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Apoptosis. 2014 Apr;19(4):748-58. doi: 10.1007/s10495-013-0960-1.

Induction of autophagy-dependent cell death by the survivin suppressant YM155 in salivary adenoid cystic carcinoma.

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The State Key Laboratory Breeding Base of Basic Science of Stomatology & Key Laboratory of Oral Biomedicine Ministry of Education, Department of Oral and Maxillofacial-Head and Neck Oncology, School and Hospital of Stomatology, Wuhan University, Wuhan, 430079, China.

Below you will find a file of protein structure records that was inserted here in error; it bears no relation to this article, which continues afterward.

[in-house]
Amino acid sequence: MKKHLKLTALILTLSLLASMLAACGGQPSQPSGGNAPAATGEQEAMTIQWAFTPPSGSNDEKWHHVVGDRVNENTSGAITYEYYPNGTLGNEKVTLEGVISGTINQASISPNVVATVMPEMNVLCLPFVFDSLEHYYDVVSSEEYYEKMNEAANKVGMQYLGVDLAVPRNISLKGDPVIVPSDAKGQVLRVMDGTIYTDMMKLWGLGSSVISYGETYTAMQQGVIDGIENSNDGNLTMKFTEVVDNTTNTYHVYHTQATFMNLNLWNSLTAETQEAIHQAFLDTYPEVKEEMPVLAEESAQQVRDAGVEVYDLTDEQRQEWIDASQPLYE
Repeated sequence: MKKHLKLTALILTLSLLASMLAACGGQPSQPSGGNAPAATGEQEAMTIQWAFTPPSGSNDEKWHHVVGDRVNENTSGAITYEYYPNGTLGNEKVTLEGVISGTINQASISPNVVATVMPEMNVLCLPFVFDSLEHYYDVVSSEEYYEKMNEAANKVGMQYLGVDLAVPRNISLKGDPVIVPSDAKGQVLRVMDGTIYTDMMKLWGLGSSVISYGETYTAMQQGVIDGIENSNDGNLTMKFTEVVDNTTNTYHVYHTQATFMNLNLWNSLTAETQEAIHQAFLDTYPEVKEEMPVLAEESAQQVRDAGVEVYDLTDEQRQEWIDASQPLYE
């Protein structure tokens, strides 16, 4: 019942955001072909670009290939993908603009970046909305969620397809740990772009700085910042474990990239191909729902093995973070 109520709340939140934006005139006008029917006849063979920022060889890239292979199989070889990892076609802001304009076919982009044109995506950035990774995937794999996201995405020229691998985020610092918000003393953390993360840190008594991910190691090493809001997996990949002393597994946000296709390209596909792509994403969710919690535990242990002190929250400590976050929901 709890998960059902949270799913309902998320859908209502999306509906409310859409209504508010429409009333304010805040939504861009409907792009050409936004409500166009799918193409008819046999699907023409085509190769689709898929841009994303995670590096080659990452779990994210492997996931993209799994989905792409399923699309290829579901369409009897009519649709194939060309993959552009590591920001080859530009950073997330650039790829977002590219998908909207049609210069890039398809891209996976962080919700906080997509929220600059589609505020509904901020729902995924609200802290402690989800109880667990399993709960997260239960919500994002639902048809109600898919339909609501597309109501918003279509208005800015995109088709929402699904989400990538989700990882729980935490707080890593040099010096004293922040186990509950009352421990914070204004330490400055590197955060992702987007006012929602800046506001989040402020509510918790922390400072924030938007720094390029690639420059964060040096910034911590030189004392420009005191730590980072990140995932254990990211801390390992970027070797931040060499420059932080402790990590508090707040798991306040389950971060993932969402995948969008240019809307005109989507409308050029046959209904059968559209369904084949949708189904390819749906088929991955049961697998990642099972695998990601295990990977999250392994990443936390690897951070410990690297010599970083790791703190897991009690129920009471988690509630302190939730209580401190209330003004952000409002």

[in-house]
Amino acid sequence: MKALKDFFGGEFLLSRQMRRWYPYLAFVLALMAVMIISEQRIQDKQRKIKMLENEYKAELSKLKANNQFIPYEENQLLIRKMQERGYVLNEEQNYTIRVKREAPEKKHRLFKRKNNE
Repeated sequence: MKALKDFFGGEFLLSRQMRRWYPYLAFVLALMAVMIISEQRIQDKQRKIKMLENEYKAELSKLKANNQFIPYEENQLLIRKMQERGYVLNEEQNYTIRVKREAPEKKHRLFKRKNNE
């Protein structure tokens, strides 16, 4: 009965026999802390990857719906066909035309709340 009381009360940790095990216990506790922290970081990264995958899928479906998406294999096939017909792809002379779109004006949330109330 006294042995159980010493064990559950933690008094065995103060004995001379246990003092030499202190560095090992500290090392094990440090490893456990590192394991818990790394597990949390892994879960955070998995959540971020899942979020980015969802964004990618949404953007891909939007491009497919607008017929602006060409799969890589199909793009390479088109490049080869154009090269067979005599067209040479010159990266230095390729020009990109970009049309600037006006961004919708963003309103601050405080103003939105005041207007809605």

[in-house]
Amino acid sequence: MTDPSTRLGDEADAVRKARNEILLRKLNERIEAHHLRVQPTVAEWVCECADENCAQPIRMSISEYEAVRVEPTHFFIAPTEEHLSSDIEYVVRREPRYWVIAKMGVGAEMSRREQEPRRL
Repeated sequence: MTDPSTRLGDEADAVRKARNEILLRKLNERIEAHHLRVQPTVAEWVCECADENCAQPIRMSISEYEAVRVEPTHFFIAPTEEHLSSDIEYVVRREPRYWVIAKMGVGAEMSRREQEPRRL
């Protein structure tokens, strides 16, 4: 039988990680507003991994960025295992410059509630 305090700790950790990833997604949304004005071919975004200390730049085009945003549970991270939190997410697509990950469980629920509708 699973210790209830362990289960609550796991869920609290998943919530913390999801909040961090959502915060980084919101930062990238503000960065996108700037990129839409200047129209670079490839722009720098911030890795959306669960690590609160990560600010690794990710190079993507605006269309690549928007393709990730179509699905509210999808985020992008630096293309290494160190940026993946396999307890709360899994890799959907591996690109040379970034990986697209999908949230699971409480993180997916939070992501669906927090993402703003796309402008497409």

Adenoid cystic carcinoma (ACC) is one of the most common malignancies of the major and minor salivary glands. However, the molecular mechanism underlying the aggressive growth of human salivary ACC remains unclear. In the present study, we showed that survivin, which belongs to the family of inhibitors of apoptosis, is closely related to the high expression of CDK4 and cyclin D1 in human ACC specimens. By employing the small-molecule drug YM155, we found that the inhibition of survivin in ACC cells caused significant cell death and induced autophagy. Chloroquine, an autophagy inhibitor, prevented cell death induced by YM155, suggesting YM155-induced autophagy contributed to the cell death effects in ACC cells. More importantly, evidence obtained from a xenograft model using ACC-2 cells proved the occurrence of YM155-induced autophagy and cell death in vivo was correlated with the suppression of Erk1/2 and S6 activation as well as increased TFEB nuclear translocation. Taken together, our results indicate YM155 is a novel inducer of autophagy-dependent cell death and possesses therapeutic potential in ACC.

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